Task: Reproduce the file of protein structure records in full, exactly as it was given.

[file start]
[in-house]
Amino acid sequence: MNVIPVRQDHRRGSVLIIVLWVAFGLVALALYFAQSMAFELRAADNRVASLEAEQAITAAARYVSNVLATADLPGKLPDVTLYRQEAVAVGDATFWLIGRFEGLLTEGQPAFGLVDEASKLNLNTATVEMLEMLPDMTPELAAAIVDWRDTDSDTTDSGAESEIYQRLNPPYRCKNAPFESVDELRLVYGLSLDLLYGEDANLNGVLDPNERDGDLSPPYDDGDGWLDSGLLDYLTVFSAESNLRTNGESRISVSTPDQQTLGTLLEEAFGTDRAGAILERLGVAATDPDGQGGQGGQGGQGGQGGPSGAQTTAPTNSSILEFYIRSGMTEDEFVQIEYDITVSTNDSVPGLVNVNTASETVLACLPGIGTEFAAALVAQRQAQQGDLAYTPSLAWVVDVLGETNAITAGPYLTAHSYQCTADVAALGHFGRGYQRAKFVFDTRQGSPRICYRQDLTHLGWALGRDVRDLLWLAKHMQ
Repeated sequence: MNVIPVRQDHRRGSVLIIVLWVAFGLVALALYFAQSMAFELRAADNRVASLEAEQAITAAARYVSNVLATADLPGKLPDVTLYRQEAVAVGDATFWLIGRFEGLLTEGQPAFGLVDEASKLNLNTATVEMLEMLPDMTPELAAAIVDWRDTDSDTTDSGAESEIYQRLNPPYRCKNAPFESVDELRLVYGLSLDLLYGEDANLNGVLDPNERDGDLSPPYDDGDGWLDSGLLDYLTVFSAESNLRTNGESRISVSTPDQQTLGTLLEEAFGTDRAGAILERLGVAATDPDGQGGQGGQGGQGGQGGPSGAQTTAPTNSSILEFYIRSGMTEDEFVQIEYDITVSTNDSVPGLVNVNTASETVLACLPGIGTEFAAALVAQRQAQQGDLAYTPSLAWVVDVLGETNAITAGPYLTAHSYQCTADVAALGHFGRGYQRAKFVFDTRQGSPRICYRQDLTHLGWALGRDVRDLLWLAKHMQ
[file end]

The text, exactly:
[in-house]
Amino acid sequence: MNVIPVRQDHRRGSVLIIVLWVAFGLVALALYFAQSMAFELRAADNRVASLEAEQAITAAARYVSNVLATADLPGKLPDVTLYRQEAVAVGDATFWLIGRFEGLLTEGQPAFGLVDEASKLNLNTATVEMLEMLPDMTPELAAAIVDWRDTDSDTTDSGAESEIYQRLNPPYRCKNAPFESVDELRLVYGLSLDLLYGEDANLNGVLDPNERDGDLSPPYDDGDGWLDSGLLDYLTVFSAESNLRTNGESRISVSTPDQQTLGTLLEEAFGTDRAGAILERLGVAATDPDGQGGQGGQGGQGGQGGPSGAQTTAPTNSSILEFYIRSGMTEDEFVQIEYDITVSTNDSVPGLVNVNTASETVLACLPGIGTEFAAALVAQRQAQQGDLAYTPSLAWVVDVLGETNAITAGPYLTAHSYQCTADVAALGHFGRGYQRAKFVFDTRQGSPRICYRQDLTHLGWALGRDVRDLLWLAKHMQ
Repeated sequence: MNVIPVRQDHRRGSVLIIVLWVAFGLVALALYFAQSMAFELRAADNRVASLEAEQAITAAARYVSNVLATADLPGKLPDVTLYRQEAVAVGDATFWLIGRFEGLLTEGQPAFGLVDEASKLNLNTATVEMLEMLPDMTPELAAAIVDWRDTDSDTTDSGAESEIYQRLNPPYRCKNAPFESVDELRLVYGLSLDLLYGEDANLNGVLDPNERDGDLSPPYDDGDGWLDSGLLDYLTVFSAESNLRTNGESRISVSTPDQQTLGTLLEEAFGTDRAGAILERLGVAATDPDGQGGQGGQGGQGGQGGPSGAQTTAPTNSSILEFYIRSGMTEDEFVQIEYDITVSTNDSVPGLVNVNTASETVLACLPGIGTEFAAALVAQRQAQQGDLAYTPSLAWVVDVLGETNAITAGPYLTAHSYQCTADVAALGHFGRGYQRAKFVFDTRQGSPRICYRQDLTHLGWALGRDVRDLLWLAKHMQ